One of our favourite houses from the past month, this quirky 311m2 Christchurch property is up for auction in a couple weeks. Check it out here.
The US Government may have shut down, but at Open2view we’re working hard through the always busy spring. With the warmer weather always comes an increase in houses to photograph, video, the works.
The big real estate news this month though has been the new lending restrictions for those with less than 20% saved. Has this put a dampener on the property market? Let’s find out.
According to realestate.co.nz’s NZ Property Report, the nationwide mean asking price is up 0.7% to a record $466,526. While Auckland prices dropped 0.8% the other regions picked up the slack, with Canterbury prices up by 3.2%, Waikato 3.9%, and Marlborough jumping a massive 18.6%.
It may be that buyers were getting in early to avoid the lending restrictions. If so, October’s figures could be much different.
Meanwhile, 11,000 new listings last month represents 2.7% more than August, a 1.4% drop on last September, and a 12-month total just 0.2% above the previous 12-month period. Still, then, a seller’s market.
Speaking of housing supply
Another problem with loan to value ratio restrictions:
The Master Builders Association Chief Executive, Warwick Quinn, told Bernard Hickey that builders are seeing big drop offs in new home orders in light of the new lending rules.
The MBA estimates about 15% of new homes are built for first home owners; the Reserve Bank reckons the figure is closer to 10%. Either way, if this drop off continues, that’s a lot of new homes that won’t be built.
Exemptions are often awful things to have in public policy; it’s amazing how many people can crawl through even the smallest of loopholes. But, should the Reserve Bank ever look to tweak things, they could do worse than exempting buyers who are adding to the supply of houses.
Speaking of the LVR changes
How are you all coping with the changes so far? Have you been affected, be it by this or ASB’s cancelling of low equity preapprovals?
Borrowers have every right to be mad at ASB’s announcement. Their lending has been very heavily to the under 20% bracket, so they were always going to be affected most by the new lending restrictions. Still,
Still, not all is lost for first home buyers. If lending restrictions keep interest rates and prices down for longer, that’s good news for buyers of all kinds.
Speaking of first home buyers
And it seems the Government has something up its sleeve: a plan to sell around 400 former state houses to lower-income earners in the provinces. And buyers will be subsidised up to $20,000 for the privilege.
Says the Minister:
“FirstHome will help modest income earners in provincial New Zealand buy their first home by gifting them a 10 per cent deposit and giving them priority to purchase surplus vacant state houses no longer needed by Housing New Zealand,” Dr Smith says.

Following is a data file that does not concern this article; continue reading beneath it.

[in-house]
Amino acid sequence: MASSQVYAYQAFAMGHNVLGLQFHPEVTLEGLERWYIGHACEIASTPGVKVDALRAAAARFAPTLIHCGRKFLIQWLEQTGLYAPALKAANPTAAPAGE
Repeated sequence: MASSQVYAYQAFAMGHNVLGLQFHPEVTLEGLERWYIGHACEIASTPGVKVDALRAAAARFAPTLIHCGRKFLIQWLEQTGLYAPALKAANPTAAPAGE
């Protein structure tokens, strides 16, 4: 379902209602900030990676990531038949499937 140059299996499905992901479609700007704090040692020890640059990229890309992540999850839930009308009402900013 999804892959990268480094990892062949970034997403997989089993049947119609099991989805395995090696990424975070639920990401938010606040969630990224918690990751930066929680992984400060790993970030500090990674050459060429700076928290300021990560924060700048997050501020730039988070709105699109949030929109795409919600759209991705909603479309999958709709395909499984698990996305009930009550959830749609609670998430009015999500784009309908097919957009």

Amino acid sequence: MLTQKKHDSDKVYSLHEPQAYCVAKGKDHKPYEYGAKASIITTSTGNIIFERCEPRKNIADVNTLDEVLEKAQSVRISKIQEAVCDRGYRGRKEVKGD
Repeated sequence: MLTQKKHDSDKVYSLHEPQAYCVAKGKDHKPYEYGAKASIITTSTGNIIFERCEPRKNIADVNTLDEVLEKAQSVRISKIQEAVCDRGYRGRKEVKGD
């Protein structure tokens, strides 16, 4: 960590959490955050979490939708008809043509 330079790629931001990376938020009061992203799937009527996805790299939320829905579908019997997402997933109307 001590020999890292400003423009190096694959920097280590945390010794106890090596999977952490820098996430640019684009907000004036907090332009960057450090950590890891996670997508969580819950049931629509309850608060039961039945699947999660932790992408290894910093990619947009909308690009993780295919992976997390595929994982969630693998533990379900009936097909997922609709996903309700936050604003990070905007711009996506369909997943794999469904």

“They’ll face strict conditions, including earning no more than the average income and have to own and live in the house for at least three years.
If you earn under $53,000 (or $80,600 for two or more people), this could be the deal for you. You’ll also be eligible for other assistance through KiwiSaver and the Welcome Home Loan.
The timing of the announcement is not coincidental. The Government has been public about their desire to have first home buyers excluded from the LVR changes but didn’t get their way; this policy will soften the blow for some.
Think you can tell the Reserve Bank what to do?
Some politicians have been promising to boss the Reserve Bank around on housing should they get into power.
Of course, it isn’t that simple. The Reserve Bank Act 1989 gave the Bank one goal – price stability. Governments and Governors can set targets, such as a range of acceptable inflation, but other than that how these targets are achieved is entirely up to the Reserve Bank.
There is one clause that could perhaps be used to override this by future governments. If we may sound academic for a moment… Graham and Smith (2012) pointed out that section 12 enables the government to substitute one policy objective (i.e. price stability) for another for up to 12 months. This is, they explain, “designed to allow the temporary imposition of a new objective, but to otherwise keep the same relationship between the Governor and the Minister with respect to the implementation of policy as in more normal times.”
David Cunliffe made a possible allusion to this – the “oi, look at this” clause as he described it – on Firstline this morning. So can it be used to exempt first home buyers from lending restrictions? Possibly. Will it? We may find out sometime.
Is FirstHome the ideal way around lending restrictions? Does the Reserve Bank have too much power for your liking? What will become of house prices in the next year or two? Have your say below or on our Facebook page.